News / Africa

Central African Republic Says France to Boost Troops

In this Sept. 16, 2013 photo, A Gabonese soldier from a regional Central African peacekeeping force helps collect the bodies of rebels who were reportedly killed by armed villagers in Njoh, Central African Republic.
In this Sept. 16, 2013 photo, A Gabonese soldier from a regional Central African peacekeeping force helps collect the bodies of rebels who were reportedly killed by armed villagers in Njoh, Central African Republic.
Reuters
France will triple the number of its soldiers in the Central African Republic to 1,200 to bolster security after months of violence, the war-torn nation's prime minister said on Monday.

The mineral-rich but impoverished nation of 4.6 million people has descended into chaos since Seleka rebels, many of them from neighbouring Chad and Sudan, ousted President Francois Bozize in March.

Prime Minister Nicolas Tiangaye said French Foreign Minister Laurent Fabius had told him the reinforcements would arrive once the U.N. Security Council had voted on a resolution backing he force over the next week.

"We spoke about the security question. France has 410 soldiers now in Bangui and that will be strengthened by 800, to take the number to 1,200. More if needed,'' Tiangaye told Reuters after meeting Fabius in Paris.

The U.S. State Department estimates that nearly 400,000 people have been displaced and 68,000 have fled to neighbouring countries since Seleka leader and interim president Michel Djotodia lost control of his loose coalition of warlords.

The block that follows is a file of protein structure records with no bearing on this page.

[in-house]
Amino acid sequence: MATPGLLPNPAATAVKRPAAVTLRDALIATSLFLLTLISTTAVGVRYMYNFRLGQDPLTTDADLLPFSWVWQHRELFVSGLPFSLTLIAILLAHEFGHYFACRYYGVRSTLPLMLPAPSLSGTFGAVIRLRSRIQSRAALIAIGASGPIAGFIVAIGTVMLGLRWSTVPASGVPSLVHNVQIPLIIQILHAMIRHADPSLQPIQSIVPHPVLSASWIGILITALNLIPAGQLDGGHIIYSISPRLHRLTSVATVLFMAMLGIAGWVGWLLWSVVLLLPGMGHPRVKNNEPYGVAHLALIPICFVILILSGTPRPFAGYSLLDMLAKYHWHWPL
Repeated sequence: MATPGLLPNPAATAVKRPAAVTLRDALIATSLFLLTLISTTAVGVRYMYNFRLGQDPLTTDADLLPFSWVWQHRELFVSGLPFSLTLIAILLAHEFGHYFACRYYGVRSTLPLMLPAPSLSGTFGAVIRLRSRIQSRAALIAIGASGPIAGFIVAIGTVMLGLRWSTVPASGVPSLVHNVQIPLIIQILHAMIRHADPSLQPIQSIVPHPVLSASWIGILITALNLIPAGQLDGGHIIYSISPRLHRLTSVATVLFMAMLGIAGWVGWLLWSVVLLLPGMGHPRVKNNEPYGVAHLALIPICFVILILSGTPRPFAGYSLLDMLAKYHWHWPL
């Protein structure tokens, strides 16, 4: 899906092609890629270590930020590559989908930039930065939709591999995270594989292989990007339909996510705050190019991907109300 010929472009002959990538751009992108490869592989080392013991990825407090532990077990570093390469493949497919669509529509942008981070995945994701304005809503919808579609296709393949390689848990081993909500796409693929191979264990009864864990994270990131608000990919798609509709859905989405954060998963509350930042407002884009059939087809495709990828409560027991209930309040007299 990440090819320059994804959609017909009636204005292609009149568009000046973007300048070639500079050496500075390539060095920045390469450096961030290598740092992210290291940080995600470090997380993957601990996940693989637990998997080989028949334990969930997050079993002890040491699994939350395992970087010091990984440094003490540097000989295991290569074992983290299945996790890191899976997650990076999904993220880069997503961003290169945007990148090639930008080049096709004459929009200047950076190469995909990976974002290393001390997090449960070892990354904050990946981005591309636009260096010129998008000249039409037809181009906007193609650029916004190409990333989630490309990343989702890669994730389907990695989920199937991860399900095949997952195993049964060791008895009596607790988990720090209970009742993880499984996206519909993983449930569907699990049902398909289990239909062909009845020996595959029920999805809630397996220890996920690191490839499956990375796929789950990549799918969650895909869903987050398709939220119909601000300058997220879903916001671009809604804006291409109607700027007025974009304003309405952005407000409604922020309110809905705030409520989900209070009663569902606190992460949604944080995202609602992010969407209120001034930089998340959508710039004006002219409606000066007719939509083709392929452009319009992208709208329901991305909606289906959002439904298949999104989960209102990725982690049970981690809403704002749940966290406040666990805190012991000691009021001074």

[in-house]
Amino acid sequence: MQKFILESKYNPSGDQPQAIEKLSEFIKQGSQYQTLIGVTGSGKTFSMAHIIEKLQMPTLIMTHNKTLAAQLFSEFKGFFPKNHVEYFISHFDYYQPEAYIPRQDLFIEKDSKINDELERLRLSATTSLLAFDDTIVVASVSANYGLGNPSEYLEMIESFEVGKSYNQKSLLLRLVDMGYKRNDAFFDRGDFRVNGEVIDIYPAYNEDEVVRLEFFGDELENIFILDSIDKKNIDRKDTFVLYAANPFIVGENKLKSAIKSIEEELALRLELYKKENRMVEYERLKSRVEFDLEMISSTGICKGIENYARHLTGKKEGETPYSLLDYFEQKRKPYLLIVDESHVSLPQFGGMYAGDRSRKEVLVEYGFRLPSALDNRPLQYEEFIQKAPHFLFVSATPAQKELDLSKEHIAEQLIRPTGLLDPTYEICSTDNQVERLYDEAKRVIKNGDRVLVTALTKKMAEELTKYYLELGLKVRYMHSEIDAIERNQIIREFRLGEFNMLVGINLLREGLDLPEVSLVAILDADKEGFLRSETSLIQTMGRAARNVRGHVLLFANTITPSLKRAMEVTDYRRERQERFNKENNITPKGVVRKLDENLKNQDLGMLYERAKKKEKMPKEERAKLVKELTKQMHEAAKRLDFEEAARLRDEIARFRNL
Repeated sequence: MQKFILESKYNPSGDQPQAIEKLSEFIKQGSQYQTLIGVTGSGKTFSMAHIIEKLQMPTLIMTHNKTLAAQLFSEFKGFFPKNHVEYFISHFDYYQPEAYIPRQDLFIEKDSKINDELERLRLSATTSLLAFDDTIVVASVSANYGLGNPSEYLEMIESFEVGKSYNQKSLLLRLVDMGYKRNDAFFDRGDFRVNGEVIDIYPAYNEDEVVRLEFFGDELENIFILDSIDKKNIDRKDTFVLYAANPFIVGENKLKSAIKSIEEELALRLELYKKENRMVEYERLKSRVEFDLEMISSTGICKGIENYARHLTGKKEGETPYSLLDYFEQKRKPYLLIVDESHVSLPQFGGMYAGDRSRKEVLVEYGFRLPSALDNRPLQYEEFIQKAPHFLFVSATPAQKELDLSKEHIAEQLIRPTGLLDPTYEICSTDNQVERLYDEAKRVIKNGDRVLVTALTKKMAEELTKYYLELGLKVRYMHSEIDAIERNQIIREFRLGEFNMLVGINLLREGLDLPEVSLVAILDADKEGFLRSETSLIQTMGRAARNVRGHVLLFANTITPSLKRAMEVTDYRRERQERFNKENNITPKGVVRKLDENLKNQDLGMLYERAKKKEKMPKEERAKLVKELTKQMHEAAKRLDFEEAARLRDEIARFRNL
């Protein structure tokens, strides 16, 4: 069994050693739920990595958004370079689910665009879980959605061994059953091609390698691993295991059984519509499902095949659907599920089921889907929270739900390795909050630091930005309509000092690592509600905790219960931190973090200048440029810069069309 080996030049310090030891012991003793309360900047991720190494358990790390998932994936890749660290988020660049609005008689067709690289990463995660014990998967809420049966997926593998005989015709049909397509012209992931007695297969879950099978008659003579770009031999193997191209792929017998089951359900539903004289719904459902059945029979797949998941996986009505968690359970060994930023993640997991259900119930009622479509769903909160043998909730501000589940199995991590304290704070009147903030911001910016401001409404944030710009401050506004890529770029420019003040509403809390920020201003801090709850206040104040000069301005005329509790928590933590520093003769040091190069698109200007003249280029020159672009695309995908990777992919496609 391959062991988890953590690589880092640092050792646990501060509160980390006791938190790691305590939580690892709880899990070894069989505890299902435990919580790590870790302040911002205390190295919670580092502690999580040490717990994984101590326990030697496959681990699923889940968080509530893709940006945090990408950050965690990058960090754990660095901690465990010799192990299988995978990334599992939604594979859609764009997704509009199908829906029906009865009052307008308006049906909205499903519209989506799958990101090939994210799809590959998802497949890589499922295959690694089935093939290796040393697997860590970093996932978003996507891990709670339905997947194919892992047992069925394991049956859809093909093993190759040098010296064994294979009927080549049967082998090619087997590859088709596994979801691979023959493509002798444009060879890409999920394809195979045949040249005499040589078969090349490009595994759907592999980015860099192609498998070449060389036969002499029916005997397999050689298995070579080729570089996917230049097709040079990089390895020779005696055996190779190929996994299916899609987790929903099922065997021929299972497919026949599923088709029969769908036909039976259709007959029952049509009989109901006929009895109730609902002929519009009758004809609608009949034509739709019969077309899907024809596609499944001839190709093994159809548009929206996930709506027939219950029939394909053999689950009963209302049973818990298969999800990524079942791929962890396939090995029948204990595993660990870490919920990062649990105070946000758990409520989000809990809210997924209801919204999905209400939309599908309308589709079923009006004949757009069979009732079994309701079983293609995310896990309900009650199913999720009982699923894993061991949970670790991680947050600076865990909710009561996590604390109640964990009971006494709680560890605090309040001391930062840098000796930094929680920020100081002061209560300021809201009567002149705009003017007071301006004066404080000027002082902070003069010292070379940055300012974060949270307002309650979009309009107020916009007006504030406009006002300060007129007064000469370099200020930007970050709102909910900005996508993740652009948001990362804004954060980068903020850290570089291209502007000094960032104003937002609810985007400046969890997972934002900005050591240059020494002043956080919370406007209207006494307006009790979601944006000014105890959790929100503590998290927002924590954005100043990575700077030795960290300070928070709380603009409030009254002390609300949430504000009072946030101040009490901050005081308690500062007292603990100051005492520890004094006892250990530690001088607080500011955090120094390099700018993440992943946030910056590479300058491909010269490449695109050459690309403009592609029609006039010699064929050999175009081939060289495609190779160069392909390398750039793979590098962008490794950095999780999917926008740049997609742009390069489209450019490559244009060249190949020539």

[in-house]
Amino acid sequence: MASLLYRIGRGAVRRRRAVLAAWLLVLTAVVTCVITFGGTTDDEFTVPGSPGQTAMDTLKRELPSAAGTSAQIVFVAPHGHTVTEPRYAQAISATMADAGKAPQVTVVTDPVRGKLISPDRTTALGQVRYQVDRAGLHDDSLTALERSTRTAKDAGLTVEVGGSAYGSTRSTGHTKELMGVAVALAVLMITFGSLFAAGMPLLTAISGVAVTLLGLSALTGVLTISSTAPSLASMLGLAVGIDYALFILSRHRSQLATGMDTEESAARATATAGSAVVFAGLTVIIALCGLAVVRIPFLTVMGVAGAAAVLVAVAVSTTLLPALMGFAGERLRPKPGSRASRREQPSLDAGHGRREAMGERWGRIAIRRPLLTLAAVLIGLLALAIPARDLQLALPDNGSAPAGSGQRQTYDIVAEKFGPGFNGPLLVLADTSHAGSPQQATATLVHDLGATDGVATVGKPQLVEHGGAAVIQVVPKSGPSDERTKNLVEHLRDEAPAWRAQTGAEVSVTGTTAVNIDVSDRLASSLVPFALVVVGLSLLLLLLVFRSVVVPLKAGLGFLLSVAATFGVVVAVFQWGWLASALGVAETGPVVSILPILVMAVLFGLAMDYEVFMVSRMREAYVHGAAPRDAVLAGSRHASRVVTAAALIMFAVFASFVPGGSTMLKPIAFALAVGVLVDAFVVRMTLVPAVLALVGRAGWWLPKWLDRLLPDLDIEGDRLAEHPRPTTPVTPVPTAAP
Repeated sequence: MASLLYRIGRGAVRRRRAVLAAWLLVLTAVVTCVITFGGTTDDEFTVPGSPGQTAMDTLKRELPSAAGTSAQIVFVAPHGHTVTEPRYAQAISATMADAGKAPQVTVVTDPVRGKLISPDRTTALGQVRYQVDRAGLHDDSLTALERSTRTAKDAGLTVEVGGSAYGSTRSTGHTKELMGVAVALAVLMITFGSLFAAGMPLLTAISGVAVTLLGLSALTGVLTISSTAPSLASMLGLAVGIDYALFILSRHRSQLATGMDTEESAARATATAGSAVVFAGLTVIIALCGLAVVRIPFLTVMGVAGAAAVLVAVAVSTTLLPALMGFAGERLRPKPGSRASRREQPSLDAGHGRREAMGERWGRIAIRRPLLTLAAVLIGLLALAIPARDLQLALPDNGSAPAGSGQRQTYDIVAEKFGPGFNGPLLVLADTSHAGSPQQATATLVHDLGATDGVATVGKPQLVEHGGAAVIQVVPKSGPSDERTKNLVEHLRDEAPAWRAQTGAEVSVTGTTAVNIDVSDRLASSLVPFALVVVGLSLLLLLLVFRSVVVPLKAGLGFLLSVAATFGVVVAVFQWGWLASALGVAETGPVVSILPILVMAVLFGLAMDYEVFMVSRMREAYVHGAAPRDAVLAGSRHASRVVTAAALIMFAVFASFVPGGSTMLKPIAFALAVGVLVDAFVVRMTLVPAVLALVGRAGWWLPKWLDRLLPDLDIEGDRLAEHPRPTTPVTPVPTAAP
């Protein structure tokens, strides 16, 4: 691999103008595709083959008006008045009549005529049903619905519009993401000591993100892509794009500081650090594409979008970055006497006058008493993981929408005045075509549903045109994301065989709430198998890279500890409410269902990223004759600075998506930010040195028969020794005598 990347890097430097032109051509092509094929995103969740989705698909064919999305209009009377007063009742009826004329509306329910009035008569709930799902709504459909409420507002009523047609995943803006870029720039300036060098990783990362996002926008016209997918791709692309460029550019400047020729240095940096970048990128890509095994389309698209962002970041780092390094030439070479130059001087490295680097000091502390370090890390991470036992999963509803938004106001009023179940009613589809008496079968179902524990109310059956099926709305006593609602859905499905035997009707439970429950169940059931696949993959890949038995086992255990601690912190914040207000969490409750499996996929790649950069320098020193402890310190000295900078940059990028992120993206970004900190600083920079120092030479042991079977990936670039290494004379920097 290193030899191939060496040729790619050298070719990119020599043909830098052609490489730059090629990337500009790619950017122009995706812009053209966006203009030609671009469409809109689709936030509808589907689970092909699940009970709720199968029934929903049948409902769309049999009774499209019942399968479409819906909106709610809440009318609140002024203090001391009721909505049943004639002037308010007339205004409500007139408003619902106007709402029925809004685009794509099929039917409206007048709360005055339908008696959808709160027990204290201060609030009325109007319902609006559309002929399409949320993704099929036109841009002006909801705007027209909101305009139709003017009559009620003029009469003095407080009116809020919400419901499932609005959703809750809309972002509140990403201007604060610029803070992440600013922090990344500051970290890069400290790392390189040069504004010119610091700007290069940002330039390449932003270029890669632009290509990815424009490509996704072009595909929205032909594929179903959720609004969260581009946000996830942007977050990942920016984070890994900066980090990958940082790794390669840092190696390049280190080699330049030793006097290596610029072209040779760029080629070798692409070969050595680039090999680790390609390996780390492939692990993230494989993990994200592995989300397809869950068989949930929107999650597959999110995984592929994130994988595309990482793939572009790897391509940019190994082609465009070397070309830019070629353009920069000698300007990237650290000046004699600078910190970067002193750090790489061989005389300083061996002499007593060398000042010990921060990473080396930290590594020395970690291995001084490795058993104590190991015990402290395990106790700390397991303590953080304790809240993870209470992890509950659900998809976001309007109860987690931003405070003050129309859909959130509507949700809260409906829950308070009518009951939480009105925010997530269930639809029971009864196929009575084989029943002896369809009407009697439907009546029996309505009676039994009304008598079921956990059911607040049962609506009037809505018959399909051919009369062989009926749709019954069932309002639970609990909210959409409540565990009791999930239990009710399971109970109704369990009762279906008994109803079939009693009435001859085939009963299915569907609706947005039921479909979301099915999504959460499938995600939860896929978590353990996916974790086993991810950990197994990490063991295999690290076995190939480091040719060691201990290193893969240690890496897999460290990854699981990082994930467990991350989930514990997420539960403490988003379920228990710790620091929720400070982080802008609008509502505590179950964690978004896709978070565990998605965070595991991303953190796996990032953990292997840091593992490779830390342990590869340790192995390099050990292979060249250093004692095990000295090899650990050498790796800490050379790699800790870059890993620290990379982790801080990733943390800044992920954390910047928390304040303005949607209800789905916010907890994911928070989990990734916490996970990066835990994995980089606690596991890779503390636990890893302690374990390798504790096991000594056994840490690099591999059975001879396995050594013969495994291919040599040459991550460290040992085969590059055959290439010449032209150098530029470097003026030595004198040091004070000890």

The violence has increasingly pitted Seleka's mainly Muslim fighters against Christian militias. Christians make up half the population and Muslims 15 percent.

Tiangaye said the new troops would help secure the road from neighboring Cameroon to the riverside capital Bangui, allowing supply trucks into the landlocked country.

The deployment was expected to begin in December after the passing of a Security Council resolution authorising French-backed African troops to intervene, Tiangaye said.

"What is unacceptable is that the situation has become worse  and there are multiple crimes against humanity in the country and my concern is to put an end to this as quickly as possible,'' he added.

Spinning out of control

Rights group Amnesty International warned on Monday that the Central African Republic crisis was spinning out of control.

"People are dying in the Central African Republic as we speak,'' said Amnesty Secretary General Salil Shetty in a statement.

The African Union plans to deploy a 3,600-member peacekeeping mission, known as MISCA, in the country.

A draft resolution to authorize the AU force could be circulated among the 15 members of the Security Council as early as this week, U.N. diplomats said, ahead of the planned adoption in early December.

U.N. Secretary-General Ban Ki-moon this month said he had also ordered officials to start preparing for the likely deployment of a larger U.N. peacekeeping mission.

The initial strength of the force should be 6,000 troops and 1,700 police, with an option of increasing the size to 9,000 troops if the situation worsened, Ban added.

U.N. Deputy-Secretary-General Jan Eliasson told the 15-member Security Council on Monday that the transfer of MISCA to a U.N. peacekeeping operation would take some time.

"We therefore urge the international community to now support MISCA in as comprehensive and predictable manner as possible, but to also begin considering the option of a United Nations peacekeeping operation,'' he said.
 
Eliasson said Central African Republic was becoming a breeding ground for extremists and armed groups.

"If this situation is left to fester, it may develop into a religious and ethnic conflict with longstanding consequences, even a civil war that could spread into neighboring countries,'' he added.

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